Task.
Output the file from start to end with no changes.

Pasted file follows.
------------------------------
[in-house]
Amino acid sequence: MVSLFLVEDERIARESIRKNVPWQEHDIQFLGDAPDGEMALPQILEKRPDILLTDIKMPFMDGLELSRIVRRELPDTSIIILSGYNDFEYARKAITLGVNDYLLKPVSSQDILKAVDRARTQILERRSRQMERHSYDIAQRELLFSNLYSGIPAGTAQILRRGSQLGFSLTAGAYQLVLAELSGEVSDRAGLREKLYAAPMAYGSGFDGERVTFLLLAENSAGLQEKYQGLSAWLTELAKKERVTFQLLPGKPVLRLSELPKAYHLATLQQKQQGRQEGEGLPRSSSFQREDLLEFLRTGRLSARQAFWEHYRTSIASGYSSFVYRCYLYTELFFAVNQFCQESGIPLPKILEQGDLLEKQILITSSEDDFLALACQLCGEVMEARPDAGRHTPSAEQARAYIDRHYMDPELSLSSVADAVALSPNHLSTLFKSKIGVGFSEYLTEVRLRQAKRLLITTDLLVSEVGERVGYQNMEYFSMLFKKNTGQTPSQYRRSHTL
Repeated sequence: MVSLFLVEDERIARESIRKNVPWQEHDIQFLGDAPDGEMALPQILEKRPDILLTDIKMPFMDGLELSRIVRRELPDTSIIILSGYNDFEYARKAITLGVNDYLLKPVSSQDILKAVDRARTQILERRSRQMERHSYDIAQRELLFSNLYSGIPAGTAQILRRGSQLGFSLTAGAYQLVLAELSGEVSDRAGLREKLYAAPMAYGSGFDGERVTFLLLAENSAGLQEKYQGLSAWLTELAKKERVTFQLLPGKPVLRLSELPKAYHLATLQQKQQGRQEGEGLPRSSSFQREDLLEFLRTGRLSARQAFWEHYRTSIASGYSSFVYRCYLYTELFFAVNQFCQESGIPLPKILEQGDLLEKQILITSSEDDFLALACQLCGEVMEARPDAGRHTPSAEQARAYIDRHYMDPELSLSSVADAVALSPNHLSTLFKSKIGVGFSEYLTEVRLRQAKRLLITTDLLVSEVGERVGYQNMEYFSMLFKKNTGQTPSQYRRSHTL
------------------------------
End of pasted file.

[in-house]
Amino acid sequence: MVSLFLVEDERIARESIRKNVPWQEHDIQFLGDAPDGEMALPQILEKRPDILLTDIKMPFMDGLELSRIVRRELPDTSIIILSGYNDFEYARKAITLGVNDYLLKPVSSQDILKAVDRARTQILERRSRQMERHSYDIAQRELLFSNLYSGIPAGTAQILRRGSQLGFSLTAGAYQLVLAELSGEVSDRAGLREKLYAAPMAYGSGFDGERVTFLLLAENSAGLQEKYQGLSAWLTELAKKERVTFQLLPGKPVLRLSELPKAYHLATLQQKQQGRQEGEGLPRSSSFQREDLLEFLRTGRLSARQAFWEHYRTSIASGYSSFVYRCYLYTELFFAVNQFCQESGIPLPKILEQGDLLEKQILITSSEDDFLALACQLCGEVMEARPDAGRHTPSAEQARAYIDRHYMDPELSLSSVADAVALSPNHLSTLFKSKIGVGFSEYLTEVRLRQAKRLLITTDLLVSEVGERVGYQNMEYFSMLFKKNTGQTPSQYRRSHTL
Repeated sequence: MVSLFLVEDERIARESIRKNVPWQEHDIQFLGDAPDGEMALPQILEKRPDILLTDIKMPFMDGLELSRIVRRELPDTSIIILSGYNDFEYARKAITLGVNDYLLKPVSSQDILKAVDRARTQILERRSRQMERHSYDIAQRELLFSNLYSGIPAGTAQILRRGSQLGFSLTAGAYQLVLAELSGEVSDRAGLREKLYAAPMAYGSGFDGERVTFLLLAENSAGLQEKYQGLSAWLTELAKKERVTFQLLPGKPVLRLSELPKAYHLATLQQKQQGRQEGEGLPRSSSFQREDLLEFLRTGRLSARQAFWEHYRTSIASGYSSFVYRCYLYTELFFAVNQFCQESGIPLPKILEQGDLLEKQILITSSEDDFLALACQLCGEVMEARPDAGRHTPSAEQARAYIDRHYMDPELSLSSVADAVALSPNHLSTLFKSKIGVGFSEYLTEVRLRQAKRLLITTDLLVSEVGERVGYQNMEYFSMLFKKNTGQTPSQYRRSHTL